For the last day or so I’ve been preoccupied with the photgraphs of a Humvee destroyed in a recent IED strike. The pictures came in a report sent through the secure-internet email at my site from the team responsible for analyzing the employment and effects of IEDs.
Photos of destroyed Hummers are hardly unusual; indeed, one might say that destroyed vehicles are one of the seminal images of this war. But this vehicle was destroyed in a very particular manner, a manner that neatly exploits its weaknesses (without going into details) – not just a giant bomb that destroys the entire truck, but a more targeted strike designed to kill the occupants most efficiently.
I don’t know exactly why these particular images affected me so; part of it is because the men who died in that truck, like me, are (were) very close to going home. Part of it, too, is that one can see clearly how no one could survive the blast, yet there’s plenty of vehicle left to be able to imagine sitting in the seat one’s self.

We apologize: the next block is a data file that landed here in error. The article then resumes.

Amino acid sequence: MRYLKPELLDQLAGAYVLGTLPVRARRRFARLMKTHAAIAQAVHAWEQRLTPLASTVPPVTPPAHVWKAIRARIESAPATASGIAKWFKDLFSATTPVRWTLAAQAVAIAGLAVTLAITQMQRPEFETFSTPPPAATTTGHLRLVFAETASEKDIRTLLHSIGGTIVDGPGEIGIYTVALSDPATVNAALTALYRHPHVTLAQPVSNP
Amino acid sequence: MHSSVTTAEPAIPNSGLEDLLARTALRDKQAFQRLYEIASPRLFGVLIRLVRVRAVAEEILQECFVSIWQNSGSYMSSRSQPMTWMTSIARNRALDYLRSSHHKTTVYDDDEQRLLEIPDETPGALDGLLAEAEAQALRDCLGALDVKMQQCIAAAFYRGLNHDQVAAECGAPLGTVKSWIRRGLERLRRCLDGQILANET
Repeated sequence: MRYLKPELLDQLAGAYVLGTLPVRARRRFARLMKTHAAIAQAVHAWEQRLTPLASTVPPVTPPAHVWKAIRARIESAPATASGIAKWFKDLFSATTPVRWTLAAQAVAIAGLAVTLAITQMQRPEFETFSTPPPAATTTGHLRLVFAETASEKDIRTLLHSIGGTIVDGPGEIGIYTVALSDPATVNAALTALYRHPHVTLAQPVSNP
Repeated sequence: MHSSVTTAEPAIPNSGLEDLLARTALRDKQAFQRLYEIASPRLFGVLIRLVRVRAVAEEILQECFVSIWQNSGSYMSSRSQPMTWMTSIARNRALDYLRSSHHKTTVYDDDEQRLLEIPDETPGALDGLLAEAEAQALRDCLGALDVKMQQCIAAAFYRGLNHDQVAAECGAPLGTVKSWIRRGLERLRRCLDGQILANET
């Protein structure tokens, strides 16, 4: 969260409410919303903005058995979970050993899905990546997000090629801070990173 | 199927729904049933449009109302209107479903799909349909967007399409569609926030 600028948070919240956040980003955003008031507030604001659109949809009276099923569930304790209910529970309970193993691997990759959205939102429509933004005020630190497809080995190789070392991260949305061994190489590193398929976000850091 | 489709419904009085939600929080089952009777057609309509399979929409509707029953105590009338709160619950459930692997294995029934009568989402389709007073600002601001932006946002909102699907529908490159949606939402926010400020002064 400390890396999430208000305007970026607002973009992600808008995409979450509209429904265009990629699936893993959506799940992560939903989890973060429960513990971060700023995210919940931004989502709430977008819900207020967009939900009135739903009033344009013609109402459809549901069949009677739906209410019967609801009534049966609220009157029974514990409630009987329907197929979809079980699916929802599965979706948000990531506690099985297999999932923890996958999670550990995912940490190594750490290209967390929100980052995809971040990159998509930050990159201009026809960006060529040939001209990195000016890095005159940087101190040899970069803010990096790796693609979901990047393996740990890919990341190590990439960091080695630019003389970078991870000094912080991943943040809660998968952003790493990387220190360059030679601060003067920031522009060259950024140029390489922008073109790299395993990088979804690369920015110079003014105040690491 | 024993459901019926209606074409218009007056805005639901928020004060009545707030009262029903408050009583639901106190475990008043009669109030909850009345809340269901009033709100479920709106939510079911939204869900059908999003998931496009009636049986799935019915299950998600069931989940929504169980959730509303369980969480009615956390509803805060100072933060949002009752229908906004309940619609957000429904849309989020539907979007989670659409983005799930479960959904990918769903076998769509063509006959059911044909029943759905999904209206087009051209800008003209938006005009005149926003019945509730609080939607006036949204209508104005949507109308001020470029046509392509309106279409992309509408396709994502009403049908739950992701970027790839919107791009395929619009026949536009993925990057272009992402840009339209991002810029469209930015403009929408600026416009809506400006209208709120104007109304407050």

Also, the images illustrate clearly that sometimes no amount of armor will save you; the Humvee depicted is a factory-uparmored M1114, and yet it was pierced just as surely as any canvas-doored runner truck. The enemy is smart, and adaptable; tools can help win the fight but cannot win by themselves – they must be wielded by men and women equally adaptable, tough, and determined. Armor or not, some good soldiers will die; but without the moral fiber to win, the fight is surely lost.